Guns, knives, Jon boats and pickup trucks. The sound of rifle fire in the morning. Respect for the land, and a willingness to lend a hand. Hard to tell the rich from poor. As a Yankee living in the wooded hill country of upstate SC, I saw another side of the great USA.
 

frank raud

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if you want to understand what makes a combat knife what it is, and not a hunting knife, or a bushcraft knife, the handle, not the blade is the key. the blade will be long enough to reach the internal organs, feature a drop point and blood groove for penetrating power, and lack any kind of ridgeback notching saw or seration, which will slow it down on the way back out. but the handle will have three main features:
1 .a rounded handle that is natural to hold with a firm thumb-over grip
2. a finger guard. this is not to protect your fingers from your enemies blade, when you are swashbuckling like in movie knife fights. it is there to protect your fingers from your own blade. the handle will be slippery, once it is covered in blood.
3. a flat pommel. many sooped-up aggressive tactical knives have a spike or something on the pommel end. the reason a combat knife has a flat pommel is so you can smack it with the palm of your other hand to push it through a ribcage, without injuring your hand.
Based on your stated requirements for a combat knife, please explain why the Fairbairn Sykes, the Applegate-Fairbairn, the V-42 knife and the Gerber Mark II are not combat knives. Even the Randall Model 1 doesn't fit all your requirements. Also how does a "blood groove" aid in penetrating power?
 
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tim po

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Based on your stated requirements for a combat knife, please explain why the Fairbairn Sykes, the Applegate-Fairbairn, the V-42 knife and the Gerber Mark II are not combat knives. Even the Randall Model 1 doesn't fit all your requirements. Also how does a "blood groove" aid in penetrating power?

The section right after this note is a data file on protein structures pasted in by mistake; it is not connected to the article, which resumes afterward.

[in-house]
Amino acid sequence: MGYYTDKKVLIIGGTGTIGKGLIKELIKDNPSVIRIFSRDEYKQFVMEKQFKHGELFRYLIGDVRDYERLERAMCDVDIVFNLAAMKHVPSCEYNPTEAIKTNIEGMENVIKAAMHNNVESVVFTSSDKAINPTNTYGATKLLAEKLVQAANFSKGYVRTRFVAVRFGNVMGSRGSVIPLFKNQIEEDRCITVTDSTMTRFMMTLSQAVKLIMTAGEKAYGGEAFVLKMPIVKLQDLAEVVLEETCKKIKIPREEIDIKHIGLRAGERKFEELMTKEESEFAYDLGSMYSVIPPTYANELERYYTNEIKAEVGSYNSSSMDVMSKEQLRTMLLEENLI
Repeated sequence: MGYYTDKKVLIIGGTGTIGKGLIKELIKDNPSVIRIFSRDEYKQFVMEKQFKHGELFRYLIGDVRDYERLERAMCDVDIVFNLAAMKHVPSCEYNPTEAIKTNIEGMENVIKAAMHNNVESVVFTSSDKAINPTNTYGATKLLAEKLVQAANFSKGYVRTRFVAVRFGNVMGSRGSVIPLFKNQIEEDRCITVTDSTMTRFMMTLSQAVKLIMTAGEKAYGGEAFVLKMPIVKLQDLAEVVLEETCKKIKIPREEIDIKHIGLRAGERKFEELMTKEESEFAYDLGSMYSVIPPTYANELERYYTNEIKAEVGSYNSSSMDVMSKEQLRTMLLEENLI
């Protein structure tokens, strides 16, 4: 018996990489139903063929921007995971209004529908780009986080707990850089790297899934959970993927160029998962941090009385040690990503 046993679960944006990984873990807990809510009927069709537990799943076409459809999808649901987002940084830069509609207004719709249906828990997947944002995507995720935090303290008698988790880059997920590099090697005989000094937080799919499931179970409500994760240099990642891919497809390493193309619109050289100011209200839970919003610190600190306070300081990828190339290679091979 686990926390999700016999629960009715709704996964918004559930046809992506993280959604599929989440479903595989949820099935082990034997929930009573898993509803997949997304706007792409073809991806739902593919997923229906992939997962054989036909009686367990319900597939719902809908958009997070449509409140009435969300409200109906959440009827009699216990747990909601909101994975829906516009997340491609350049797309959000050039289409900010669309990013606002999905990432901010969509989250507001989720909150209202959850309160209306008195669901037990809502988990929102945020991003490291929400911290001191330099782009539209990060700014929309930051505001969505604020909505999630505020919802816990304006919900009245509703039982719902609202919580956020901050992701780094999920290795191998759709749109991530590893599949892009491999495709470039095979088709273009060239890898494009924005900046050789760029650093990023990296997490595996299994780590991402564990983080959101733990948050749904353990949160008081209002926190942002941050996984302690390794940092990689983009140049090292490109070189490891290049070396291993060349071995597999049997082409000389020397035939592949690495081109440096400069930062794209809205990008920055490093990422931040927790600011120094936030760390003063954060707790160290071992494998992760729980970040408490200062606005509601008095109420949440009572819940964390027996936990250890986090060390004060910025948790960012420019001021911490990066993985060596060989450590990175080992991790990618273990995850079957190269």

daggers are combat knives, and were popular in medieval times. a dagger does not need a blood groove because two bladed edges are slicing open the hole made by the point so there is no friction. but a dagger is not as versatile as say, a Ka-bar fighting knife, which was designed for the USMC 80 years ago and still is used by armed forces today, and the design has not changed much. a blood groove allows blood and fluids to exit the wound immediately. otherwise the wound does not bleed until the knife is removed, and you will not have an easy time pulling an ungrooved blade out of a body because of the suction created. in a combat knife fight speed is the key to survival, there are more enemies right behind him. you need to make 2,3,4,5 holes very quickly before blood loss will weaken him enough so you can move on to the next one. a serrated blade, like the gerber toy you mentioned, will only slow you down when those useless serrations get hung up in the layers of fascia and viscera that you push it through, not to mention the ripstop kevlar tactical vest that your enemy is wearing, if we're talking war, not street thug.
there is little difference between a hunting knife and a combat knife, the former also being intended for killing a large mammal, but there is a difference in finishing off a gut-shot deer, and pick-sticking to the death with another human. don't be fooled by 'cool' looking knives. a combat knife is a boring knife to look at. the cool ones are toys.
 

frank raud

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daggers are combat knives, and were popular in medieval times. a dagger does not need a blood groove because two bladed edges are slicing open the hole made by the point so there is no friction. but a dagger is not as versatile as say, a Ka-bar fighting knife, which was designed for the USMC 80 years ago and still is used by armed forces today, and the design has not changed much. a blood groove allows blood and fluids to exit the wound immediately. otherwise the wound does not bleed until the knife is removed, and you will not have an easy time pulling an ungrooved blade out of a body because of the suction created. in a combat knife fight speed is the key to survival, there are more enemies right behind him. you need to make 2,3,4,5 holes very quickly before blood loss will weaken him enough so you can move on to the next one. a serrated blade, like the gerber toy you mentioned, will only slow you down when those useless serrations get hung up in the layers of fascia and viscera that you push it through, not to mention the ripstop kevlar tactical vest that your enemy is wearing, if we're talking war, not street thug.